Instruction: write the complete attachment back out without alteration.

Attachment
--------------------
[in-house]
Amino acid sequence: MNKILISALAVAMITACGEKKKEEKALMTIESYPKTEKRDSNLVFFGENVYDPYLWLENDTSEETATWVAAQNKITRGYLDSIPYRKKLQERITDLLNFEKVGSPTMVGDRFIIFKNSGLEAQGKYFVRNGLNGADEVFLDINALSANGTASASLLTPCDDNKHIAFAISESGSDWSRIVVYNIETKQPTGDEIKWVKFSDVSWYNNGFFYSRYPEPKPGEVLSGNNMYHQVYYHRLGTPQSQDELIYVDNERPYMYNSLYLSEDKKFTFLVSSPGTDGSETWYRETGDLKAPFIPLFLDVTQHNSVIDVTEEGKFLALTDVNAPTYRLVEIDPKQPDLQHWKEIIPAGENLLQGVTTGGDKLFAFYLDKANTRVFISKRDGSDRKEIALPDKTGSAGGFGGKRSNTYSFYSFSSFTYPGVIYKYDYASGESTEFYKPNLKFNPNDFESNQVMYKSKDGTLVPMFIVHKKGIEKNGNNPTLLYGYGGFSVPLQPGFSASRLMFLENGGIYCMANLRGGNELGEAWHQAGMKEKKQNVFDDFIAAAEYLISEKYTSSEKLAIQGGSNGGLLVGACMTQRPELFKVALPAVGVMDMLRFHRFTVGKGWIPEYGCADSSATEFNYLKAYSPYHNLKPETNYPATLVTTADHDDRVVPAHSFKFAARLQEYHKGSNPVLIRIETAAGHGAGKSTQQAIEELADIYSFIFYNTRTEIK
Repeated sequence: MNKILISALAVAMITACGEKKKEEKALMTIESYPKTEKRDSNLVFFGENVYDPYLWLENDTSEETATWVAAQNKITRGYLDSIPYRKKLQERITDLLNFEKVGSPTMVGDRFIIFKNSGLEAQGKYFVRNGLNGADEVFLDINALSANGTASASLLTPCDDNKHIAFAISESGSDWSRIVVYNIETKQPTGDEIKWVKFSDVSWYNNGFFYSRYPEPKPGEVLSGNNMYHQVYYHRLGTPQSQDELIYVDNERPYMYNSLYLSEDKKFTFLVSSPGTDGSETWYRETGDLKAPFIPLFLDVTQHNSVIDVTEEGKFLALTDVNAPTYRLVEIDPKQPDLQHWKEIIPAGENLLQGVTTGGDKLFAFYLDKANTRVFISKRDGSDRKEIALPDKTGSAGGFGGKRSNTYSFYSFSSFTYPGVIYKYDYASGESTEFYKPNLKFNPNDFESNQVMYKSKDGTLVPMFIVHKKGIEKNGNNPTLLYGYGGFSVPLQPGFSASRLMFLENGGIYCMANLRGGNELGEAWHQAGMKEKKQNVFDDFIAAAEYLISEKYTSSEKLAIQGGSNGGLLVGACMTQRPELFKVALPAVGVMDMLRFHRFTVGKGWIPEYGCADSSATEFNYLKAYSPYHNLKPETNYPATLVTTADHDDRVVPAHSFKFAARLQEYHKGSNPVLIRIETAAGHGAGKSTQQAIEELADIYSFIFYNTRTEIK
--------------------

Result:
[in-house]
Amino acid sequence: MNKILISALAVAMITACGEKKKEEKALMTIESYPKTEKRDSNLVFFGENVYDPYLWLENDTSEETATWVAAQNKITRGYLDSIPYRKKLQERITDLLNFEKVGSPTMVGDRFIIFKNSGLEAQGKYFVRNGLNGADEVFLDINALSANGTASASLLTPCDDNKHIAFAISESGSDWSRIVVYNIETKQPTGDEIKWVKFSDVSWYNNGFFYSRYPEPKPGEVLSGNNMYHQVYYHRLGTPQSQDELIYVDNERPYMYNSLYLSEDKKFTFLVSSPGTDGSETWYRETGDLKAPFIPLFLDVTQHNSVIDVTEEGKFLALTDVNAPTYRLVEIDPKQPDLQHWKEIIPAGENLLQGVTTGGDKLFAFYLDKANTRVFISKRDGSDRKEIALPDKTGSAGGFGGKRSNTYSFYSFSSFTYPGVIYKYDYASGESTEFYKPNLKFNPNDFESNQVMYKSKDGTLVPMFIVHKKGIEKNGNNPTLLYGYGGFSVPLQPGFSASRLMFLENGGIYCMANLRGGNELGEAWHQAGMKEKKQNVFDDFIAAAEYLISEKYTSSEKLAIQGGSNGGLLVGACMTQRPELFKVALPAVGVMDMLRFHRFTVGKGWIPEYGCADSSATEFNYLKAYSPYHNLKPETNYPATLVTTADHDDRVVPAHSFKFAARLQEYHKGSNPVLIRIETAAGHGAGKSTQQAIEELADIYSFIFYNTRTEIK
Repeated sequence: MNKILISALAVAMITACGEKKKEEKALMTIESYPKTEKRDSNLVFFGENVYDPYLWLENDTSEETATWVAAQNKITRGYLDSIPYRKKLQERITDLLNFEKVGSPTMVGDRFIIFKNSGLEAQGKYFVRNGLNGADEVFLDINALSANGTASASLLTPCDDNKHIAFAISESGSDWSRIVVYNIETKQPTGDEIKWVKFSDVSWYNNGFFYSRYPEPKPGEVLSGNNMYHQVYYHRLGTPQSQDELIYVDNERPYMYNSLYLSEDKKFTFLVSSPGTDGSETWYRETGDLKAPFIPLFLDVTQHNSVIDVTEEGKFLALTDVNAPTYRLVEIDPKQPDLQHWKEIIPAGENLLQGVTTGGDKLFAFYLDKANTRVFISKRDGSDRKEIALPDKTGSAGGFGGKRSNTYSFYSFSSFTYPGVIYKYDYASGESTEFYKPNLKFNPNDFESNQVMYKSKDGTLVPMFIVHKKGIEKNGNNPTLLYGYGGFSVPLQPGFSASRLMFLENGGIYCMANLRGGNELGEAWHQAGMKEKKQNVFDDFIAAAEYLISEKYTSSEKLAIQGGSNGGLLVGACMTQRPELFKVALPAVGVMDMLRFHRFTVGKGWIPEYGCADSSATEFNYLKAYSPYHNLKPETNYPATLVTTADHDDRVVPAHSFKFAARLQEYHKGSNPVLIRIETAAGHGAGKSTQQAIEELADIYSFIFYNTRTEIK